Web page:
Saturday, 13 October 2012

Tea Ware

Dedicated to Norma, queen of teakies.

Tea first introduced to London in the mid 17th century created demand for affordable, refined heat resistant cups and other equipment worthy of this expensive brew. Initially small handless Chinese porcelain tea bowls were imported.
In 1700 large saucers appeared. Some poured their drink into the saucers allowing the tea to cool and drank directly from these.  

Pieter Gerritsz Van Roestraeten. Chinese Tea Bowls, 17th century (on familiar things)

Fashionable family sitting around a tea table 1727 Richard Collins (V&A) 

The tea bowls I came across at my recent trip to the V&A were so much smaller than I’d imagined, due to the exorbitant cost of tea I suspect.
17th Century Chinese Export Porcelain Tea Bowl. 
In 1750 Robert Adams inspired porcelain tea sets in which tea cups had handles. Adams tea cups were taller than their base and came with a saucer – there began the English tea service set – with matching tea pot, sugar bowl, milk jug and even tea spoons. The English welcomed the handle having found the tea bowls rather messy and liable to burn their hands.

Throughout the 18th and 19th centuries demand for new and cheaper teaware grew apace, driven by the growing fashion of tea drinking. We see the rise and fall of several types of ceramic. Europeans began to produce their own version of porcelain. The first success in England was at the Chelsea Porcelain Manufactory in 1743- 5. In the 1750s Wedgwood perfected the production of fine stoneware ‘black basalt ware’, popular for around 50 years.  Stoneware is water proof, so no glaze was required.  The 1770s brought Wedgwoods’s refined red stoneware Rosso antico,  affordable cream ware, shortly followed by pearlware.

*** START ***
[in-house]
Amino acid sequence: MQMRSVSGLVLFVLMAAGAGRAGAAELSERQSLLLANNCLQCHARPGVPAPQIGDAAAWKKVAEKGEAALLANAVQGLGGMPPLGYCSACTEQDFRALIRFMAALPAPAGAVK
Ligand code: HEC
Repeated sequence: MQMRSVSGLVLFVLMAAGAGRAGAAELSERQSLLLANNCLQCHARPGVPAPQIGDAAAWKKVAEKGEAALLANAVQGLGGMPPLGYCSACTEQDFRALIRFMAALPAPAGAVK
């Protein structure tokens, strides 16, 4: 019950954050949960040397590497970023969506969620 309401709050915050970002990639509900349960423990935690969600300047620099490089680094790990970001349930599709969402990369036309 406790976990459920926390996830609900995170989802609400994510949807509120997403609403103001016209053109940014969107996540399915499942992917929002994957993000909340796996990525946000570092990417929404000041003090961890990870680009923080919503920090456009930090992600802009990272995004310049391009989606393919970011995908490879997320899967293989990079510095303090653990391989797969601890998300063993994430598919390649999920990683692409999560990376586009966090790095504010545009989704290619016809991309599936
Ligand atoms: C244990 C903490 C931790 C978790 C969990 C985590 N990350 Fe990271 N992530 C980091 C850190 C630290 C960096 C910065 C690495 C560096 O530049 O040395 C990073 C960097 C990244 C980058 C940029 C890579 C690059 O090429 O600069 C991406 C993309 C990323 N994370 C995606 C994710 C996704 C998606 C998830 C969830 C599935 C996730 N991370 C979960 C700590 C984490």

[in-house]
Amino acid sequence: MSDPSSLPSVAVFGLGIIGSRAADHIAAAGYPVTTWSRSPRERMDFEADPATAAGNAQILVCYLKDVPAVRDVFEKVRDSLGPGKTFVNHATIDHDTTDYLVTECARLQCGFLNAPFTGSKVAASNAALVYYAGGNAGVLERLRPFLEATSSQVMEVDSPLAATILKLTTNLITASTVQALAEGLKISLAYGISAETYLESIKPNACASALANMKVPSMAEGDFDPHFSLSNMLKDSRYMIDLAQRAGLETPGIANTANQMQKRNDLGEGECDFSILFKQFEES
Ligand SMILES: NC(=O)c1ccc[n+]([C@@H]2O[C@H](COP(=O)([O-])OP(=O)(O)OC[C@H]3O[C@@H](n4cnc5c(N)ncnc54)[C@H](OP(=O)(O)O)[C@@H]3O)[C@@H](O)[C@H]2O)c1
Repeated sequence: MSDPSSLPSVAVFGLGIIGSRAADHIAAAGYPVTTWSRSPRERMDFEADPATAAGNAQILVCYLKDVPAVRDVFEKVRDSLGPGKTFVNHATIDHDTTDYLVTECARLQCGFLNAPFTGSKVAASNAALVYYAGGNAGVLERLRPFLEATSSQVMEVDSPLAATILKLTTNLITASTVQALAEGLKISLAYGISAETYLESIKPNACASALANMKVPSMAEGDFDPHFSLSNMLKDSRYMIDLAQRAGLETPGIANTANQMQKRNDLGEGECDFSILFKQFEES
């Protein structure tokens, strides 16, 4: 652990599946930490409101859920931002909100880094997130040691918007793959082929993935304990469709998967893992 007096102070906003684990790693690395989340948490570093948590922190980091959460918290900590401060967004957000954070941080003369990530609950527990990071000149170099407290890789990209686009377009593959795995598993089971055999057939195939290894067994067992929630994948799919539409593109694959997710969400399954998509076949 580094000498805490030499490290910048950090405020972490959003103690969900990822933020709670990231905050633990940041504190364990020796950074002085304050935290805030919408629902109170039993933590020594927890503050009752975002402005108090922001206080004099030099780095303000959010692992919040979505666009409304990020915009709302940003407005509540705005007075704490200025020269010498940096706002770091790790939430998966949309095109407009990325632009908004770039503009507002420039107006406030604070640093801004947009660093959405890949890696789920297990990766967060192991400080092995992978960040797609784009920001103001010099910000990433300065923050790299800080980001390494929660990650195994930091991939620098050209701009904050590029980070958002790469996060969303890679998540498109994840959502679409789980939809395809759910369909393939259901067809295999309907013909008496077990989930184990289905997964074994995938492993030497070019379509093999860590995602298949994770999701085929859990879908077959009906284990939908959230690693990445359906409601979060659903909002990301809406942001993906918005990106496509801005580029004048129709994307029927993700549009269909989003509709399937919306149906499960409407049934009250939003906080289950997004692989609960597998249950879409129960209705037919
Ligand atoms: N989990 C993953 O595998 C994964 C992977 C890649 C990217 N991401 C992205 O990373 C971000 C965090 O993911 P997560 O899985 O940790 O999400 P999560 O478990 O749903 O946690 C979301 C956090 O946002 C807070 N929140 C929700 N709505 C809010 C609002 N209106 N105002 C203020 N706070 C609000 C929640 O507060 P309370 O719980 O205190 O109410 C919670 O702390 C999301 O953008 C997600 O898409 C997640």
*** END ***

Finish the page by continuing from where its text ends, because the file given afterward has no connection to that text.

Bone china was developed in England in the 1800s, by Joseph Spode, another name which keeps popping up. It was lighter and cheaper than porcelain and apparently better at carrying bright colours. It became and remains the posh tea cup of choice. 

1820 Spode London shape ( from spode history blog)

I’ve found a number of shards with small circular ‘stands’ , sometimes with a tiny design in the base. I suspect these are the bases of tea bowls, two I think are pearlware because of their bluish tint, the other porcelain.

Mudlarking Finds: Pearlware and Porcelain Tea Bowl Bases

Mudlarking Finds:Tea Bowl Bases
Occasionally I find the shallow curve of what I assume are saucers. The two with transfer ware I suspect are creamware the older middle hand painted example pearlware.

Mudlarking Finds: Saucer Fragments
This last group of fragments I’m guessing are also from saucers. In each case the middle of the base. This time their design is not so ‘tiny in the middle’. Each has a stand beneath, the curve of which is shallower than the tea bowls. A mixture of pearlware and porcelain.

Mudlarking finds: Pearlware and Porcelain Saucer Fragments

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